In the past decade, the Caspian Sea has become one of the world’s most promising new regions for petroleum investment and development, as well as the focus of intense international competition for access and pipeline routes. The problems of ethnic tension, instability, slow democratisation, and geopolitical contest in the region are of great concern to neighbouring countries, major external powers and investors.
Border disputes and conflicting legal claims to offshore oilfields of the littoral nations of Azerbaijan, Iran, Kazakhstan, Russia, Turkmenistan are among serious risk factors for investors engaged in the development and export of hydrocarbons from the Caspian Sea.
Disputes over the legal status remain an omnipotent barrier for a resolution of the political and economic problems among the littoral states. The present situation, despite serious political and legal quarrels, is fortunately calm. However,
the absence of conflict or visible confrontation does not mean that unexpected tensions are ruled out. On the contrary, there are causes for predictions and anxiety, which have to be detected and resolved. Whether to consider the legal status of the Caspian Sea as “closed” or “opened”2 has direct implication towards the exploitation of the sea-bed or continental shelf zones under the principles of “common ownership” or “separate ownership”.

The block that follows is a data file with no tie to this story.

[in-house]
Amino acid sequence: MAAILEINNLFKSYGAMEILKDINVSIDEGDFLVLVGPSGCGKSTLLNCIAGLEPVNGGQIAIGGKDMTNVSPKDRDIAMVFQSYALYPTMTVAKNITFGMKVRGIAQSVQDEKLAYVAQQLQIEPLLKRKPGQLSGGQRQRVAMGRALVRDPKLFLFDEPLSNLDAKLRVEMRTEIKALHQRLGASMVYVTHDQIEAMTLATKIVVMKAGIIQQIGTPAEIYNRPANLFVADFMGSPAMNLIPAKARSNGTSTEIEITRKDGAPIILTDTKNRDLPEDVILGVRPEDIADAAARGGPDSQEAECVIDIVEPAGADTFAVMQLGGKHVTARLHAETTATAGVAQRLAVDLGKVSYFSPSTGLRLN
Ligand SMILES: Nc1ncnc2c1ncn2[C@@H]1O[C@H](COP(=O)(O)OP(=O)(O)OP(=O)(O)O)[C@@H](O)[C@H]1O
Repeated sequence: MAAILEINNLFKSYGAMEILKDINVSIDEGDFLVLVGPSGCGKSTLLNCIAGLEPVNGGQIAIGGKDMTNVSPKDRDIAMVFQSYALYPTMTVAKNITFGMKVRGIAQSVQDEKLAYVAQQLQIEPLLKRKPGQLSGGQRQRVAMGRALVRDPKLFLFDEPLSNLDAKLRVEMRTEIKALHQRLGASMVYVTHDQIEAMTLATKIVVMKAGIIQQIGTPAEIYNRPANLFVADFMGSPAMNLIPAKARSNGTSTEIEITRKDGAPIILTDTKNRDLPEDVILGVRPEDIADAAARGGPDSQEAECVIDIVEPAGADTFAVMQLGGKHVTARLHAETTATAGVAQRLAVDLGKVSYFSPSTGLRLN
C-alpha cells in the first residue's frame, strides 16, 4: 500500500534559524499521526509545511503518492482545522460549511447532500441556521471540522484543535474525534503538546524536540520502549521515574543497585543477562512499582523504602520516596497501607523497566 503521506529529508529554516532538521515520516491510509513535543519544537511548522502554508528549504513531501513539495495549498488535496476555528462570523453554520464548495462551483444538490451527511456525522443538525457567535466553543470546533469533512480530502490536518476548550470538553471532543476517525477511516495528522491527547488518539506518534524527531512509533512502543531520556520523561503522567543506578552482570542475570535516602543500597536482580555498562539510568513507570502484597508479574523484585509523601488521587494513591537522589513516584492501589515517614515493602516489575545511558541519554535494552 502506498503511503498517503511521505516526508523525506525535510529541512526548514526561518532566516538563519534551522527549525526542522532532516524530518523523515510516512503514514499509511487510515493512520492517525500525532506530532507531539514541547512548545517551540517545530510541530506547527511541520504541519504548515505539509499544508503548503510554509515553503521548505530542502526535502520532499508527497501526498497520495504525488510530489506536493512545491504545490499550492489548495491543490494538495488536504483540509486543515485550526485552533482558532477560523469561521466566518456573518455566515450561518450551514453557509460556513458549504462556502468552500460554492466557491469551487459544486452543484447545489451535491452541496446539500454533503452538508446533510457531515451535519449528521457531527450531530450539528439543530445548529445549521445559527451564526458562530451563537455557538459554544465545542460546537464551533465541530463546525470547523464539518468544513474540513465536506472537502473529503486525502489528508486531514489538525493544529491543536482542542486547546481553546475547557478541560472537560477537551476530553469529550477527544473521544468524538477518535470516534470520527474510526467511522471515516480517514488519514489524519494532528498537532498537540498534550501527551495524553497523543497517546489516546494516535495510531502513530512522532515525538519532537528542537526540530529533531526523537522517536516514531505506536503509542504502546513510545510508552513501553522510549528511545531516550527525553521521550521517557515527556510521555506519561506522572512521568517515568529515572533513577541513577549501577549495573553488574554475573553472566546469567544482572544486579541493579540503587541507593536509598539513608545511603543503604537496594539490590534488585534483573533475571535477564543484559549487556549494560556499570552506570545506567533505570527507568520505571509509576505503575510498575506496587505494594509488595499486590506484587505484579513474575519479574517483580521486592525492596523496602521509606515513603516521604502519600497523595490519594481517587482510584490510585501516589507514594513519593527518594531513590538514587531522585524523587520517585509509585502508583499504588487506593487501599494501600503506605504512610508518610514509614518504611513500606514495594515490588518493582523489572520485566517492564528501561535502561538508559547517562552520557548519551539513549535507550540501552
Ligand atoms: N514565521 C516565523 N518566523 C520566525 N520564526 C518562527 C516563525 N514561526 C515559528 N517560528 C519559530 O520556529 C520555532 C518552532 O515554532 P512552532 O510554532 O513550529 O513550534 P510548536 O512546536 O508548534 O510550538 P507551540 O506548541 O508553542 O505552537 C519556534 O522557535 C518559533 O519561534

This paper aims to provide an overview of the Caspian energy prospects and politics on the global scene with a particular emphasis on the legal disputes and their impact on business operations.
It also elaborates on the investment environment, the geopolitical stakes and country positions for each key player as they relate to the legal arguments that are randomly advanced according to the perceived national interests. Turkey’s position as a consumer, transit country and security provider for Caspian energy shipments in relation to other major players active in the region is also of special interest to the paper. The paper puts forth a series of ideas for reaching a settlement of the disputes in the Caspian region.